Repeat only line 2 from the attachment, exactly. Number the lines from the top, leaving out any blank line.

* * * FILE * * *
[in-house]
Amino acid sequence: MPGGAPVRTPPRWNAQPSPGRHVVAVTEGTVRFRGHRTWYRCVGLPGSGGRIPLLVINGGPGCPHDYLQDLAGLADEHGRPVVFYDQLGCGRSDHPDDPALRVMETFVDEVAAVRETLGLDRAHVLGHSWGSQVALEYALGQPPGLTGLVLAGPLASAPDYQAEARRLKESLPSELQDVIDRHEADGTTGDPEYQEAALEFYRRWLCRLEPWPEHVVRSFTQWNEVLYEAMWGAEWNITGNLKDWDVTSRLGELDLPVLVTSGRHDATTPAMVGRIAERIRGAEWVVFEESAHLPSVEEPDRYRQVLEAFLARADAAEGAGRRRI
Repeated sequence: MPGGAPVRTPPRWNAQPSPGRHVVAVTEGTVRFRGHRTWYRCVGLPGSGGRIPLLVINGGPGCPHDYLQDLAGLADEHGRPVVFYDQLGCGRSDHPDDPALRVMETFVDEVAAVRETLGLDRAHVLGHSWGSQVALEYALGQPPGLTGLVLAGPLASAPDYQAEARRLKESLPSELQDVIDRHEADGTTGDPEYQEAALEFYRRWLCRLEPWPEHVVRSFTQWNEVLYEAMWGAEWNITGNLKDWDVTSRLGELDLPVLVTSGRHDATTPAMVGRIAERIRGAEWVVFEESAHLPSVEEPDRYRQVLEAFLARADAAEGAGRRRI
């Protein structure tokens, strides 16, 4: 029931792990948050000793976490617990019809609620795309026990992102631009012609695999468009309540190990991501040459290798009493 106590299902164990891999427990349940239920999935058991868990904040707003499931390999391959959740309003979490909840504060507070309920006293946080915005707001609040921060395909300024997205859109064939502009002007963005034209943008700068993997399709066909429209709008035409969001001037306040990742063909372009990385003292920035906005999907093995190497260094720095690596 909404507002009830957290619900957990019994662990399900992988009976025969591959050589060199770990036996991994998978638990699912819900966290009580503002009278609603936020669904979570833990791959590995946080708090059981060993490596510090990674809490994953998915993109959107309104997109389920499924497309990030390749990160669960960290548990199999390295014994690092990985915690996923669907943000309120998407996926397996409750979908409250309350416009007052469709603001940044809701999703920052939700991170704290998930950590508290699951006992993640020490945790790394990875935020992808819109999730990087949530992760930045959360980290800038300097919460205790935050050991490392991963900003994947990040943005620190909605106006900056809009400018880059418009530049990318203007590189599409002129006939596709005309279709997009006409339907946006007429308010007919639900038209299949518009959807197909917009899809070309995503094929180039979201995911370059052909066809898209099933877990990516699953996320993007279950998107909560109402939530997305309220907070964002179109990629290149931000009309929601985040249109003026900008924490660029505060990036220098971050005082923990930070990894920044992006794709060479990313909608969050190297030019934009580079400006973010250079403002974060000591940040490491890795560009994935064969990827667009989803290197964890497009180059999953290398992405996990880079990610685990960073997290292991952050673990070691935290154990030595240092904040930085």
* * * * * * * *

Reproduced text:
Amino acid sequence: MPGGAPVRTPPRWNAQPSPGRHVVAVTEGTVRFRGHRTWYRCVGLPGSGGRIPLLVINGGPGCPHDYLQDLAGLADEHGRPVVFYDQLGCGRSDHPDDPALRVMETFVDEVAAVRETLGLDRAHVLGHSWGSQVALEYALGQPPGLTGLVLAGPLASAPDYQAEARRLKESLPSELQDVIDRHEADGTTGDPEYQEAALEFYRRWLCRLEPWPEHVVRSFTQWNEVLYEAMWGAEWNITGNLKDWDVTSRLGELDLPVLVTSGRHDATTPAMVGRIAERIRGAEWVVFEESAHLPSVEEPDRYRQVLEAFLARADAAEGAGRRRI